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Adapted from a press release of the Max Planck Institute for Extraterrestrial Physics, November 24, 2014:

Astronomers at the Max Planck Institute for Extraterrestrial Physics recently presented new observations of the gas cloud G2 in the Galactic Centre, which was originally discovered in 2011. These data are in remarkably good agreement with an on-going tidal disruption. As a complete surprise came the discovery that the orbit of G2 matches that of another gas cloud detected a decade ago, suggesting that G2 might actually be part of a much more extensive gas streamer. This would also match some of the proposed scenarios that try to explain the presence of G2. One such model is that G2 is originating from the wind from a massive star.

The gas cloud G2 is on a highly eccentric orbit around the Galactic Center. Observations in 2013 have shown that part of the gas cloud is already past its closest approach to the black hole, at a distance of roughly 20 light hours (a bit more than 20 billion kilometres).

The new, deep infrared observations with the SINFONI instrument at the VLT track the ongoing tidal disruption of the gas cloud by the powerful gravitational field. While the shape and path of the gas cloud agrees well with predictions from the models, so far there has been no significant enhanced high-energy emission, as one might have expected from the associated shock front.

Copyright and credit: Max Planck Institute for Extraterrestrial Physics

Copyright and credit: Max Planck Institute for Extraterrestrial Physics

However, a closer look into the data set led to a surprise. A decade ago, another gas cloud – now call G1 – was observed in the central region of our galaxy and it has a similar orbit. The researchers postulate that G1 and G2 might be clumps of the same gas streamer. G1 and G2 could be clumps in the wind ejected from of one of the massive disk stars in the vicinity. This could help to explain the missing X-ray emission from the gas cloud near the black hole (although the non-detection of such emission is not yet understood).

Links: MPE press release, including figures and detailed captions.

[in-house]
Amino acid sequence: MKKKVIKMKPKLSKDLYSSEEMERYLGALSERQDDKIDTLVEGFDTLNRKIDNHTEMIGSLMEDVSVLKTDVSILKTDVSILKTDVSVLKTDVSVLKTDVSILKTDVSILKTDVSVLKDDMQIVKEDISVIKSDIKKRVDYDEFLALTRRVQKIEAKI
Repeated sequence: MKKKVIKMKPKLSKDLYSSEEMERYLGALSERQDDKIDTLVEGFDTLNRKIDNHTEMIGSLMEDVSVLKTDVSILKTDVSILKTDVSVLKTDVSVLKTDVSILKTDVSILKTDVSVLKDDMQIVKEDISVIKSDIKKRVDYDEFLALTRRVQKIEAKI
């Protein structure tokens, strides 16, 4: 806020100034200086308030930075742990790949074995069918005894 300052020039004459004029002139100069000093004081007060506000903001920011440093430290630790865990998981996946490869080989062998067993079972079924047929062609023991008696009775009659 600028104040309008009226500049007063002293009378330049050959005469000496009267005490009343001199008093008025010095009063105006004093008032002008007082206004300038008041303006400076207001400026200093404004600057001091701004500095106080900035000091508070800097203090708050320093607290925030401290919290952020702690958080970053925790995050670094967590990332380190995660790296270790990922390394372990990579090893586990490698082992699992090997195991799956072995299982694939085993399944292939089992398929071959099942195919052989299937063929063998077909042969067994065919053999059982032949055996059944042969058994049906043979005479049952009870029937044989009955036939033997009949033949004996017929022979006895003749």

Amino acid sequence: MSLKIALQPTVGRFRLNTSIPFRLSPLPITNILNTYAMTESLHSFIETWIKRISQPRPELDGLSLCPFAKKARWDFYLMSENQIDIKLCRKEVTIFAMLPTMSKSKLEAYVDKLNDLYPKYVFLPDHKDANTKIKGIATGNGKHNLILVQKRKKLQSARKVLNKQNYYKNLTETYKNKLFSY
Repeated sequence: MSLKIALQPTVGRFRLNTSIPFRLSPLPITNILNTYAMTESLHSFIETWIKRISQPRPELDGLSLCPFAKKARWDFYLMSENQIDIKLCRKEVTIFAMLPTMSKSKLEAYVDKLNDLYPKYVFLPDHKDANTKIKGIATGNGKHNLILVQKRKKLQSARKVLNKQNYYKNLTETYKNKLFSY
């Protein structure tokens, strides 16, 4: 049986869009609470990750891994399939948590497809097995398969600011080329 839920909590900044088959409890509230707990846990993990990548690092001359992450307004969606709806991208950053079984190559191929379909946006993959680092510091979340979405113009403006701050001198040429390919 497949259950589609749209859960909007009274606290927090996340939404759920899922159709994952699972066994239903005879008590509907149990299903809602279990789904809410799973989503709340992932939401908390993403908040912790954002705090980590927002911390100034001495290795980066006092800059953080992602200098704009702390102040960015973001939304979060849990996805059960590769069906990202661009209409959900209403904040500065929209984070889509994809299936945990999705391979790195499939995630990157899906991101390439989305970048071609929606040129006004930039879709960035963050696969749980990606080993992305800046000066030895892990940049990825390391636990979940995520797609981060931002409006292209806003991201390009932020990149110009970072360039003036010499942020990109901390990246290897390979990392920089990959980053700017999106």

In Chapter 15 (the opening photo, p. 382, and Figure 15-15d, p. 395), we discuss the prospective effect of a gas cloud called G2 (“G” for “gas”) that was heading for the center of the Milky Way, perhaps dropping material in to the supermassive black hole known as Sagittarius A* (pronounced A-star) and causing it to flare brightly in x-rays and radio waves, at least. But the prediction for its closest approach is about now, mid-2014, and no brightening has apparently happened. It is still possible that there could be dramatic flaring in the future, but that could be years or decades off.

Credit: ESO

Credit: ESO

Scientists at the Max-Planck Institute for Extraterrestrial Physics in Germany base it on their observations with the European Space Agency’s Very Large Telescope. They suggest that “G2 may be a bright knot in a much more extensive gas streamer.”

Daryl Haggard, who has recently moved to Amherst College from Northwestern University, is lead author of a report of Chandra X-ray Observatory monitoring of “Sgr A*/G2” through six observations in the first half of 2014, including the predicted time of the closest encounter.

These articles describing the situation is available free online, and the main results are discussed by correspondent Ron Cowen in The New York Times for July 22, 2014.

Links: NY Times article by Cowan; the original ApJ article by Oliver Pfuhl, Stefan Gillessen, and a dozen others; Daryl Haggard’s report, from The Astronomer’s Telegram.